Seamonkey Madness
25 - 02 - 20

“…basement storage.” LOL. :D

Such a well-built up story. Layer upon layer, until the whole thing collapses in a glorious, dramatic heap.

Also, loved the distributor’s response to Trump’s comment.

25 - 02 - 20

When I went to see it, someone sniffily remarked that it was just a classic film-student’s work, with rehashed elements of Kurokawa and Kubric. I’m not actually sure what she was talking about – do you know what films she may have been referring to?

stuart gardyne
25 - 02 - 20

Alan, Starkive would be better placed than I to attempt to interpret why the ‘someone’ considered it a rehash of Akira Kurosawa (I assume they meant Kurosawa the film director and not Kurokawa the architect).

Kisho Kurokawa the architect is perhaps best known for the Capsule Tower in Tokyo.

Akira Kurosawa the film directors known for Seven Samarai 1954 and Yojimbo 1961 that was copied scene for scene apparently in Sergio Leone’s A Fistful of Dollars.

I have yet to see Parasite but suspect it being a rehash of a Kurosawa movie is either ignorance or else knowledge of a very obscure movie of his.

The influence of Stanley Kubric is also a mystery. Spartacus perhaps!

26 - 02 - 20

I’d love for you to go see the film, if only to look at the architecture ! In fact – an architecture + office outing ! I’m sure the staff would lap it up. Let us know if you think the architecture reminds you of anyone in particular. I’m thinking that it’s more a high end Knoll fitout rather than a typical mid-century modern. A Julius Schumann perhaps rather than a Schindler. Hmmmm. Have I got that name right? Am I thinking of Neutra when I say Schindler? I think I need to go back to my books for a bit and do some research. M-d where are you? Stark I’ve ? Need some help here!

26 - 02 - 20

Haven’t seen Parasite yet – things can take a while up here. I did see Schindler’s List… or was that Schindlers’ Lift?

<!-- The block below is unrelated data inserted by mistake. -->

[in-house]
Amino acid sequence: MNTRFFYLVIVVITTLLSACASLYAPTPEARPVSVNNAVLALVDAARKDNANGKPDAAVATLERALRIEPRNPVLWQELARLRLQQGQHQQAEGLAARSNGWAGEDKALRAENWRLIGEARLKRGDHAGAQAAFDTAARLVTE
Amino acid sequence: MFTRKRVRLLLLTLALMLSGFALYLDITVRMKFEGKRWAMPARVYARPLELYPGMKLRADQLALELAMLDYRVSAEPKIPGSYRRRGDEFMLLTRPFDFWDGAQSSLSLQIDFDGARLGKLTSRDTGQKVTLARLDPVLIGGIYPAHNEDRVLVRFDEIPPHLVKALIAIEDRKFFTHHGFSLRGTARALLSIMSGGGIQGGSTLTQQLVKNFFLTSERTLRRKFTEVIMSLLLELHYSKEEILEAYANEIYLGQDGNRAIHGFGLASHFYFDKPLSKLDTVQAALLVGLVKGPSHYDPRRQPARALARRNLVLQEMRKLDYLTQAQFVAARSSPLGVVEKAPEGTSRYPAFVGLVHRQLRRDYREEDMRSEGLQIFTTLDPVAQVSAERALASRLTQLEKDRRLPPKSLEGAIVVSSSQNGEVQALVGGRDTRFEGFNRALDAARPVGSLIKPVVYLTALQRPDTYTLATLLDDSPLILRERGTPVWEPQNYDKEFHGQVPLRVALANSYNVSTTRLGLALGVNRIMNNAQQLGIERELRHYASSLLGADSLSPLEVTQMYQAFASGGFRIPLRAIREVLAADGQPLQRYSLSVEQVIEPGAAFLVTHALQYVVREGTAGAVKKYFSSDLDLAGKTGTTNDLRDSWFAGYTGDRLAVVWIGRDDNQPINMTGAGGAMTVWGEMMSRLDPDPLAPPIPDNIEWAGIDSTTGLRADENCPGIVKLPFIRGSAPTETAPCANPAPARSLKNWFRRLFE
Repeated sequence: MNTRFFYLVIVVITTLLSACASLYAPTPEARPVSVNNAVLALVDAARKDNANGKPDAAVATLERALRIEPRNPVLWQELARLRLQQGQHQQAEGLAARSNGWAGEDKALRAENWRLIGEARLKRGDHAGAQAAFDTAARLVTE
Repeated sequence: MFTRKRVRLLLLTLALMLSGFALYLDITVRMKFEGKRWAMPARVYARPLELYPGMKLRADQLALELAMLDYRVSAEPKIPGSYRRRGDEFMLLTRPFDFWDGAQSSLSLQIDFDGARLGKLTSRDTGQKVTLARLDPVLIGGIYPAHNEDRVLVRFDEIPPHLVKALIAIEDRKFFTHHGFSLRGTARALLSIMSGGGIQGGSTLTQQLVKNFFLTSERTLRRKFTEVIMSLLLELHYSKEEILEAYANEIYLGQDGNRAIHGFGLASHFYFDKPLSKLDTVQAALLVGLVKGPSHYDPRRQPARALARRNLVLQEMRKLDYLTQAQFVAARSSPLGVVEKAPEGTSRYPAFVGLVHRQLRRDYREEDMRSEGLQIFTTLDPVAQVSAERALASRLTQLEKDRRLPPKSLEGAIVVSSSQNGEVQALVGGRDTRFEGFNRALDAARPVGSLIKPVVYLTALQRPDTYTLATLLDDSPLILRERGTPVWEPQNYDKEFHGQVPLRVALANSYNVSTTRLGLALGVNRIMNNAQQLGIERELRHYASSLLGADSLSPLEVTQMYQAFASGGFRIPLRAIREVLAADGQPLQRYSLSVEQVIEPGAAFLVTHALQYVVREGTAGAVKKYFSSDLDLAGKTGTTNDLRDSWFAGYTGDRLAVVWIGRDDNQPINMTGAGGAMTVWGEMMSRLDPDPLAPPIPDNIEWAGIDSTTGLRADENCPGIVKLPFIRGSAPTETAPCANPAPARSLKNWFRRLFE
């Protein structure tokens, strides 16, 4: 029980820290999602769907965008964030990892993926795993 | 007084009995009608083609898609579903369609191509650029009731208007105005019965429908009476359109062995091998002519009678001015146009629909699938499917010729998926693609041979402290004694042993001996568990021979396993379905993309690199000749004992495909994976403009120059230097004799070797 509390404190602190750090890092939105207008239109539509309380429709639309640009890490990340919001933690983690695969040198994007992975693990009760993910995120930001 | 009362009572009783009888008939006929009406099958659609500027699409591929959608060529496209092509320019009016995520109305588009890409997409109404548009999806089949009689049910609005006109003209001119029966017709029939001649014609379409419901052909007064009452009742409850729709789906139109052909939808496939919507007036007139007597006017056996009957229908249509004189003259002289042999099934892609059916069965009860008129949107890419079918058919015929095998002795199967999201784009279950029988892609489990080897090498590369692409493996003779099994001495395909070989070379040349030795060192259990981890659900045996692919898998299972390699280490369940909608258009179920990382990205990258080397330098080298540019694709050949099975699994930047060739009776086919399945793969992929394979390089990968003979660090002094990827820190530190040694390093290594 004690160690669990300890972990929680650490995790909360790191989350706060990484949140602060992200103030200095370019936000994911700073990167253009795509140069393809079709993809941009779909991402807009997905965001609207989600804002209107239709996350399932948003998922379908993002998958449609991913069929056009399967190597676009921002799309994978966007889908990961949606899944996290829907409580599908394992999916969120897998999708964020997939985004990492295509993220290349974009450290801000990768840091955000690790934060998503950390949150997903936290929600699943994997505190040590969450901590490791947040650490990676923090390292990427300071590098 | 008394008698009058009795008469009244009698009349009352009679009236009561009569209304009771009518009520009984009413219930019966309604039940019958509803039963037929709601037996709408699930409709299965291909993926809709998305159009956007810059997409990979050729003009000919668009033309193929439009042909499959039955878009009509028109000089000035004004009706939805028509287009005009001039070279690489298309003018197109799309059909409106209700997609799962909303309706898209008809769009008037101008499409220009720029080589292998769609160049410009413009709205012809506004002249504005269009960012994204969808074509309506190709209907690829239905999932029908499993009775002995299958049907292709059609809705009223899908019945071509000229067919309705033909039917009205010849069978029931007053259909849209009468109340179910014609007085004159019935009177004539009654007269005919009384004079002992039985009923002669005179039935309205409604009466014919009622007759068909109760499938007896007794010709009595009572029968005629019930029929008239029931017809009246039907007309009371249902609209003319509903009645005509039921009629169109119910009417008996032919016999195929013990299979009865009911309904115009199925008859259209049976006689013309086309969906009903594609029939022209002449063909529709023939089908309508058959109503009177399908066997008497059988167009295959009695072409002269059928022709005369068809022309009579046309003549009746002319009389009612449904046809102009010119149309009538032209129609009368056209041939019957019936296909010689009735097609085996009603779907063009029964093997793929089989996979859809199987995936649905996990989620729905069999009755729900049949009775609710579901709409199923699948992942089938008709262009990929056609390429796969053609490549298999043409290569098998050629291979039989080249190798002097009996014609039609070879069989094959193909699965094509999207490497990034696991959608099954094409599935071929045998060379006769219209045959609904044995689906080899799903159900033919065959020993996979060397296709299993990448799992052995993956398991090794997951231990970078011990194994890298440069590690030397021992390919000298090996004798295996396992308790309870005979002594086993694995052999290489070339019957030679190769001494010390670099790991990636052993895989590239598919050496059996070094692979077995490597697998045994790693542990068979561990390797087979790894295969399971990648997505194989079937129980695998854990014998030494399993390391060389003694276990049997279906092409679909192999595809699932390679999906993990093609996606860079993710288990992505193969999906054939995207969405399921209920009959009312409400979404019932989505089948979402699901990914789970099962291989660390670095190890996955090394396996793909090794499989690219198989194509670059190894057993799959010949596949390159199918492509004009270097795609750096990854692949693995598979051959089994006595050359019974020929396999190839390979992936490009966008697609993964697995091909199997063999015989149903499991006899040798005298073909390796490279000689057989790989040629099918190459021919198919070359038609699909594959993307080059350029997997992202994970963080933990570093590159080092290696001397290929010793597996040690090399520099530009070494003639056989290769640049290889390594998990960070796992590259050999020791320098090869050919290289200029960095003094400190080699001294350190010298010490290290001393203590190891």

It doesn’t sound much like any Kurosawa or Kubrick movie I can think of. Does any of the characters swing a sword (or an axe)? Kurosawa gets copied a lot – sometimes with acknowledgement, sometimes not. Wikipedia lists over 20 remakes of his films, mainly by western directors including Sidney Lumet, George Lucas, Walter Hill and Sergio Leone. It is possible that Bong Joon-ho has found a way to get himself on that list, but at the Oscars he seemed very up front about his influences and Akira didn’t get a mention.

Seamonkey Madness
27 - 02 - 20

Are you sure you haven’t seen it Starkive? :D
Levi will know what I mean.

27 - 02 - 20

Ah yes… I do indeed know what you are saying. But I’m at peace with the world. I’ve buried the hatchet, so to speak…. Besides, I like birthday cake. Nuf said.

Nicholas Cooper
16 - 03 - 20

Pardon me for offering this late opinion on Parasite, which i only saw after the Oscars (a black and white show at Light Cuba). For me it offered interesting takes on our our global environmental and social conditions – Gig economy, stink bugs, climate Armageddon via rainfall an d flooding, and Wellington’s own bete noire, failing 3 waters infrastructure. i too really enjoyed the city urbanscape potrayred and the lack of CPTED…

17 - 03 - 20

I’m glad you saw it Nicholas – seems an appropriate film to be seeing in these “difficult times”. Civilisation’s thin veneer of civility is fast falling away as brain-dead zombie shoppers frantically rush the shelves to stock up on bog roll, and airlines fall from the sky to crash and burn amongst their imploding profit margins. Failing 3 waters infrastructure is right!